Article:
Indexing vs. active management

A question from Yahoo! Answers:

Do index funds really work better than an actively managed portfolio?

Not exactly. They work better than the MAJORITY of actively managed portfolios that ONLY contain the index’s member stocks IN THE LONG RUN.

There are a few managers who seem to consistently outperform the market through security selection or market timing (some charge fees that exceed their outperformance, so they only outperform on before-fees basis, but not on after-fees basis). There are also managers who can enhance returns by investing in securities that are not included in the benchmark index (this is called “investing outside the benchmark”).

One of the simplest and best known ways to enhance the performance of an index portfolio is the so-called “buy-and-write strategy”: you continue to hold your index portfolio, but also write a not-too-far-out-of-the-money call option on it and invest the proceeds in the same index you are holding.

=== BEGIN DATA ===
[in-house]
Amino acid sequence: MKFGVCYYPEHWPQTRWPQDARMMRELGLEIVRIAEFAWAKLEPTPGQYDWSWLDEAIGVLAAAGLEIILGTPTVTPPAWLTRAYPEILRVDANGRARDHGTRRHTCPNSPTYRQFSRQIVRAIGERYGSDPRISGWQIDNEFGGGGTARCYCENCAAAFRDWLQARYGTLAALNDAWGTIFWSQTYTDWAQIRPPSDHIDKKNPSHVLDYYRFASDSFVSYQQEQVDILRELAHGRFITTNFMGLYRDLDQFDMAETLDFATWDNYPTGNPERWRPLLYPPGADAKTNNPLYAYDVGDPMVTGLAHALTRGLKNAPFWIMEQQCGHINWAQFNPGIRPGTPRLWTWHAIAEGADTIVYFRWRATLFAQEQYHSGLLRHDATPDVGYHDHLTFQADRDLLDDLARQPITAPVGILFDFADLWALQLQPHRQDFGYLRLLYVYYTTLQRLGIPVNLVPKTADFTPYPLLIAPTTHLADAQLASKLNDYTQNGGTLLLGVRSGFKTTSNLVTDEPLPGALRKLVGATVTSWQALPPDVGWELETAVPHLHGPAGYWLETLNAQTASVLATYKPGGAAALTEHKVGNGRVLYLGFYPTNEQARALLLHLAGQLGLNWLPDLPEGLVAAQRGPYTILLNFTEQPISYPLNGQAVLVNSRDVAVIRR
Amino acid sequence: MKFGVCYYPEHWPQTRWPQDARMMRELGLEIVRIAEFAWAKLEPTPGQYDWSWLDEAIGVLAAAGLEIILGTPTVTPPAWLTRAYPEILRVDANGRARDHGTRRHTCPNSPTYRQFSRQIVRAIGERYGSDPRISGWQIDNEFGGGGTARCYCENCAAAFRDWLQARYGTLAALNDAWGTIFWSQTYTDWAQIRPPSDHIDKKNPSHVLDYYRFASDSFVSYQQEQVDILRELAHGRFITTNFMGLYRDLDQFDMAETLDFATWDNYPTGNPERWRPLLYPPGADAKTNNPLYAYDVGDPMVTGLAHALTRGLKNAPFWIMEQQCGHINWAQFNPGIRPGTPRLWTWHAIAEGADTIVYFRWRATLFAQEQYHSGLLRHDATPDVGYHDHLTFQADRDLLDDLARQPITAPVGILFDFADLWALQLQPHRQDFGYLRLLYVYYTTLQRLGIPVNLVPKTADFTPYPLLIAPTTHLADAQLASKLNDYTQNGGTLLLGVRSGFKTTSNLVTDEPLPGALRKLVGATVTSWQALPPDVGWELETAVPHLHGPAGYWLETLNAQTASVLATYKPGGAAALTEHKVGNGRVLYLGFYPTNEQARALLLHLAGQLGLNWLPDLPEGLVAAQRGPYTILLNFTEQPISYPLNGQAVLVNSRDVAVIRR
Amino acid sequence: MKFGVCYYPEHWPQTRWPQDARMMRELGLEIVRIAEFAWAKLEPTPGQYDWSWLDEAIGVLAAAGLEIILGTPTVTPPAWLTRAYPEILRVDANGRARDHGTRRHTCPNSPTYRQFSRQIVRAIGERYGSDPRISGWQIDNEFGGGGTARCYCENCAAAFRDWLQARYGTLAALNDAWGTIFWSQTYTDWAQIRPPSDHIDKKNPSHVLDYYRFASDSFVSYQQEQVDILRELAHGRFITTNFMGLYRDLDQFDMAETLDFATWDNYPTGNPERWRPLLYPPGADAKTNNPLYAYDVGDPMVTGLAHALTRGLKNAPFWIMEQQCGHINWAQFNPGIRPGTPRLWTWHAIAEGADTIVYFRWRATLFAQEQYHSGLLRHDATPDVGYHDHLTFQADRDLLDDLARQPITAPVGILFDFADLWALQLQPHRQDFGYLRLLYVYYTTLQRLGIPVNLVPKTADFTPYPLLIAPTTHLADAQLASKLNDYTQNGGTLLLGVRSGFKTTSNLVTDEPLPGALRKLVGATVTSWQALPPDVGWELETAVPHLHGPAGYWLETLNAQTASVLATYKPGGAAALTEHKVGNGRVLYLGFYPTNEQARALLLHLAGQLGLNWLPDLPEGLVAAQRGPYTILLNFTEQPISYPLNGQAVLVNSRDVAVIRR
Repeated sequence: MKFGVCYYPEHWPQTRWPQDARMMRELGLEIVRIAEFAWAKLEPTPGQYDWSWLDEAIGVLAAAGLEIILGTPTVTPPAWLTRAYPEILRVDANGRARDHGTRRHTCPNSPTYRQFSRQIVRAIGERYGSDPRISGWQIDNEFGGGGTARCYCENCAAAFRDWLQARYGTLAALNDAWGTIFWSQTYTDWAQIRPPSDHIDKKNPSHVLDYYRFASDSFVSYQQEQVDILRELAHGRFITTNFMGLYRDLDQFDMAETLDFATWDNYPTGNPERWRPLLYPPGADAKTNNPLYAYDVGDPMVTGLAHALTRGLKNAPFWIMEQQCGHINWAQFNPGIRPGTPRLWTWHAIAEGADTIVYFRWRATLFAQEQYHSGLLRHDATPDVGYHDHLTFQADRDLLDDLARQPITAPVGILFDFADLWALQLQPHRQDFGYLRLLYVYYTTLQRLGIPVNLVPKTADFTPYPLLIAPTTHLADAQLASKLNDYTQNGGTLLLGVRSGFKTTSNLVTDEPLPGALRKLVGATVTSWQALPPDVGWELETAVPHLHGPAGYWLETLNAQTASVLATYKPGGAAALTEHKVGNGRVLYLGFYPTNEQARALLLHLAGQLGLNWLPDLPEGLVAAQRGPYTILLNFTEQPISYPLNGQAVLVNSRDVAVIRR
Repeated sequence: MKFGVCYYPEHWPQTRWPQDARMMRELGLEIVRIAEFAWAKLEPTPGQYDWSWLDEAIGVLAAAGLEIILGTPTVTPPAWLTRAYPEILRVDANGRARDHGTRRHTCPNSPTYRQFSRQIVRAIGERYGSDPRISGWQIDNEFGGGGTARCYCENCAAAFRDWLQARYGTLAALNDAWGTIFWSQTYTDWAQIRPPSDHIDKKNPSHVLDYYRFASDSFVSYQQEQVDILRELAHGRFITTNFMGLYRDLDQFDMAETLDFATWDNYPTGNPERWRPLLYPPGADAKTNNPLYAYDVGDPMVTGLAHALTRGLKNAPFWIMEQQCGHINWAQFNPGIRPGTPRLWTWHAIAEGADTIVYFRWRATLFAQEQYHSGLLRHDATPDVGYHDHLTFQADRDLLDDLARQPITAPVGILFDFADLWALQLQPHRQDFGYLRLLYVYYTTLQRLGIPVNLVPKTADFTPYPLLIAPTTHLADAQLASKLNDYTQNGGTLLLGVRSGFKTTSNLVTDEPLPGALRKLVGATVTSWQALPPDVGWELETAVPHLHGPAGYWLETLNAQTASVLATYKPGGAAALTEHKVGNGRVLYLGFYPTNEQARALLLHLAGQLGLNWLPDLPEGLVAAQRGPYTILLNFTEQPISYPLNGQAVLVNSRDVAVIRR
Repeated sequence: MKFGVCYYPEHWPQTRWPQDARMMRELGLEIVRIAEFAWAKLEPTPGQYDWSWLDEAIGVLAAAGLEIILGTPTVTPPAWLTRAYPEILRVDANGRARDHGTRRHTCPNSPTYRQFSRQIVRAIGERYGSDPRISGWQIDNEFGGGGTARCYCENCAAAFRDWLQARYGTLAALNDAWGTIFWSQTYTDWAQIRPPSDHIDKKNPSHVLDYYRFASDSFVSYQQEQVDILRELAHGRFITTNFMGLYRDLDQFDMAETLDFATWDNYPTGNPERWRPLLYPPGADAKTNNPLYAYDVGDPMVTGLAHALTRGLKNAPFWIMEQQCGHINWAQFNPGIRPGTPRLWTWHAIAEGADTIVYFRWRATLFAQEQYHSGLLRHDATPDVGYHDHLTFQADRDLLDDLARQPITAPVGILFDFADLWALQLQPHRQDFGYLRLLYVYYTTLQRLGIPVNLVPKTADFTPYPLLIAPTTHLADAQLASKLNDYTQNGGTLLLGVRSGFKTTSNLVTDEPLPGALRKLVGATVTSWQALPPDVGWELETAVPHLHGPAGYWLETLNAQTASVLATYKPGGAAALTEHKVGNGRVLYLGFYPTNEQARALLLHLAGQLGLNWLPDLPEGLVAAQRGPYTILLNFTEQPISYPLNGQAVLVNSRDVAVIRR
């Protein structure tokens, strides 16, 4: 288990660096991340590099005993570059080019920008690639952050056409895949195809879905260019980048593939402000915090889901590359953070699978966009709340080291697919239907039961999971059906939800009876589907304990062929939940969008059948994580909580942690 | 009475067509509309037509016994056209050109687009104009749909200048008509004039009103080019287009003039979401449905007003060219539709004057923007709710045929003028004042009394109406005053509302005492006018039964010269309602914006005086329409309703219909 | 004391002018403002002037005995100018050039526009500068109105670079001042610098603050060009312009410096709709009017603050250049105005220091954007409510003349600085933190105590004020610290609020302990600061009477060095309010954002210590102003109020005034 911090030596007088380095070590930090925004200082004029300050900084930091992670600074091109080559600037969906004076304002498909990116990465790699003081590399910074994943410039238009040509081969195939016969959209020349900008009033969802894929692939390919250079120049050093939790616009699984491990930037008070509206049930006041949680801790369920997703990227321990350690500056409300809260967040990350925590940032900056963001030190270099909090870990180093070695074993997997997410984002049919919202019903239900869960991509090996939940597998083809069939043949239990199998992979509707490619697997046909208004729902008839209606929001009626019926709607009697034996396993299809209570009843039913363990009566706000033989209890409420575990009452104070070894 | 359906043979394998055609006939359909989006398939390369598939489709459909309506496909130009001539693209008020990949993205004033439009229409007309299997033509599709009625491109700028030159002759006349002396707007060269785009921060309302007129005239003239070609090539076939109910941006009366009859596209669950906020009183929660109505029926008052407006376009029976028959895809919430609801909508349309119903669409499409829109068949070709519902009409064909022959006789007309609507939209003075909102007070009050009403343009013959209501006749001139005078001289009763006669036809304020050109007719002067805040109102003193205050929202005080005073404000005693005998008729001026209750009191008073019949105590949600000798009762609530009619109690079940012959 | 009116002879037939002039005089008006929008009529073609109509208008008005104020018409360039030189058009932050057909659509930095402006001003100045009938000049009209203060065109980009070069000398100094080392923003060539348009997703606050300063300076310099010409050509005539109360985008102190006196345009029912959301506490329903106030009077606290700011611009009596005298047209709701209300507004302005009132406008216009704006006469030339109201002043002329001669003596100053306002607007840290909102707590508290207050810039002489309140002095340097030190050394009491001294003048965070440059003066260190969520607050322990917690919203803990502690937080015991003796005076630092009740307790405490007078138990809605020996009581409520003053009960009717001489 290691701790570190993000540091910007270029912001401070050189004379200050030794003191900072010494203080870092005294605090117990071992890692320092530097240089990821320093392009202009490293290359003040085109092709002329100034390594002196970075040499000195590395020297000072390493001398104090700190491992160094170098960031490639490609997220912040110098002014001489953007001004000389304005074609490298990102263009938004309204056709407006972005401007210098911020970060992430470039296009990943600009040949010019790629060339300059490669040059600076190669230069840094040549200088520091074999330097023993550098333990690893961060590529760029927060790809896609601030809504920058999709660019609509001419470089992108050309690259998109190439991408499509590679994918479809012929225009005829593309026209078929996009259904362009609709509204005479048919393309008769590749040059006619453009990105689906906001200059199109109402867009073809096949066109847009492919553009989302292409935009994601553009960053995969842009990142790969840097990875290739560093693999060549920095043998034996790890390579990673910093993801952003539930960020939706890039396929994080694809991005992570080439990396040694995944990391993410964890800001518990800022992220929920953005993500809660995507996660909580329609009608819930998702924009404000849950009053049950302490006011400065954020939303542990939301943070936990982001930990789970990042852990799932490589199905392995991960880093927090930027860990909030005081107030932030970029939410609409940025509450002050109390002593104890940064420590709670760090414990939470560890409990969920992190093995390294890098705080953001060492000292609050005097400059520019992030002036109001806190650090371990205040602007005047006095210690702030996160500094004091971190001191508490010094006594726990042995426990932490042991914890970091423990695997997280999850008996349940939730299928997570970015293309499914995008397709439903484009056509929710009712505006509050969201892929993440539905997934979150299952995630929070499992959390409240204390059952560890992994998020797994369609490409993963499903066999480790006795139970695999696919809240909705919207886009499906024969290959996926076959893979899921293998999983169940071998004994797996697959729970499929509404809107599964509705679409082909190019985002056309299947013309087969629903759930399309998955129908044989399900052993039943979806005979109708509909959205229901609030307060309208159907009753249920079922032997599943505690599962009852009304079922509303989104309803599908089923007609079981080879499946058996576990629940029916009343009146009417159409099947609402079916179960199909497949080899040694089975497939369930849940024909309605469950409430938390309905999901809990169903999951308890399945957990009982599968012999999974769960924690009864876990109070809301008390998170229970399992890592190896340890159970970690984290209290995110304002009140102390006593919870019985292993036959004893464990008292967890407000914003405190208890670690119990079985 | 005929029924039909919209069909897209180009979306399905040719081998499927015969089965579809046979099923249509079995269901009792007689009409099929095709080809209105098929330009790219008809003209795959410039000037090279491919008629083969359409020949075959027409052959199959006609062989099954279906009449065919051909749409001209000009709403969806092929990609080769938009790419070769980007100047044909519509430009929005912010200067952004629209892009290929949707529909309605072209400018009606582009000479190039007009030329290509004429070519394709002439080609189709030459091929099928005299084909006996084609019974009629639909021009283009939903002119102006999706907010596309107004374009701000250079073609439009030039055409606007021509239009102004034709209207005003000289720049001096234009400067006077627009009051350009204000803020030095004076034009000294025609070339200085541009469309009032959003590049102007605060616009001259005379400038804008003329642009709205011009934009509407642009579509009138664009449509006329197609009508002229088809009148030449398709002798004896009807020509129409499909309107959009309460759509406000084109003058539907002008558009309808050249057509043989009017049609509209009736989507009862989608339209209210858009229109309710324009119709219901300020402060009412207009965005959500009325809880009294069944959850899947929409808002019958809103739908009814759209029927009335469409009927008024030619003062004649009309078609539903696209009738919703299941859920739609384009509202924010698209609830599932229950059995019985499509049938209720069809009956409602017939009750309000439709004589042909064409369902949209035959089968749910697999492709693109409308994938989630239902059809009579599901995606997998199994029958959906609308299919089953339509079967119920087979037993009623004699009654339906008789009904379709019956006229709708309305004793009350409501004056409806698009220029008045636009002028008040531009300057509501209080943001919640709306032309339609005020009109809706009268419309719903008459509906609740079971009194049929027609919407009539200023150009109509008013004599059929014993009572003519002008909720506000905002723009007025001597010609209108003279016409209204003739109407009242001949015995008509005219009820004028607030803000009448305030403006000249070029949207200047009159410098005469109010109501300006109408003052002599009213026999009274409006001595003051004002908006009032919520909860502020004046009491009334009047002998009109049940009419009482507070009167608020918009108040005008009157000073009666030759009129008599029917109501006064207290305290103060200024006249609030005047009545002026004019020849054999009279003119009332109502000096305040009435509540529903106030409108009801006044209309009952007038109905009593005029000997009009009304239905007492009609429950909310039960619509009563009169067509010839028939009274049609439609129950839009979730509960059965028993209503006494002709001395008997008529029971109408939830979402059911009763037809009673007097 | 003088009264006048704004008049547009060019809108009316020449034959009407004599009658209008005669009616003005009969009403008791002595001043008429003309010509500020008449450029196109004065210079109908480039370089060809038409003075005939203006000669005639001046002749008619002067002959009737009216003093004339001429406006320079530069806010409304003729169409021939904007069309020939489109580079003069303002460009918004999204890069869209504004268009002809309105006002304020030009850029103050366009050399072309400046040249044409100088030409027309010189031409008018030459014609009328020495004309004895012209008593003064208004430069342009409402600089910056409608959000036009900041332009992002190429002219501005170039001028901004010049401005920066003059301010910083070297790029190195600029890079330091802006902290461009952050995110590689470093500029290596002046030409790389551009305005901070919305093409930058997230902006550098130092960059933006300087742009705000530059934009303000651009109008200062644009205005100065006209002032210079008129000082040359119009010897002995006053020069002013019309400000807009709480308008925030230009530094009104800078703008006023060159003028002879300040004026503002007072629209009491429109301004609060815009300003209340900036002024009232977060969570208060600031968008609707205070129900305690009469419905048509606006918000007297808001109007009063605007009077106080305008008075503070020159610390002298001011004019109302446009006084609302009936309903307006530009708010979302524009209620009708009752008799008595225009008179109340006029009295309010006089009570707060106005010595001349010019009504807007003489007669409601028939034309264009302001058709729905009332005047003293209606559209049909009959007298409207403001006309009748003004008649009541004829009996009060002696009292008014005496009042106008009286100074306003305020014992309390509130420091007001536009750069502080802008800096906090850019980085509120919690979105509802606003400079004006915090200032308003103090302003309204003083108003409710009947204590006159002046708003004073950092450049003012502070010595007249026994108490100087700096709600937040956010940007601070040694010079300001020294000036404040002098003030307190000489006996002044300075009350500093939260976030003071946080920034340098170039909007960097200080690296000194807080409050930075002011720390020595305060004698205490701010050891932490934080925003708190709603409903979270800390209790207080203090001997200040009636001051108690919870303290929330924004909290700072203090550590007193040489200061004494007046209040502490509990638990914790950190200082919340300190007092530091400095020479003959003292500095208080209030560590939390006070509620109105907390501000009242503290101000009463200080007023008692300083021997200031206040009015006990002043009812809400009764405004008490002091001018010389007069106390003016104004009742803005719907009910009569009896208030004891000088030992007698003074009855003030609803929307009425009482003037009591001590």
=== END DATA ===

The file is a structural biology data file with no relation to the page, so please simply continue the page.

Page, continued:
Another is “portable alpha”; instead of buying the index, you buy futures on it and invest the remaining cash in high-grade commercial paper and soon-to-mature Treasuries and high-grade corporate bonds while simultaneously short-selling Treasury bill futures. The resulting portfolio returns whatever the stock index returns plus the yield spread between the bond portfolio and Treasury bills minus commissions and fees.

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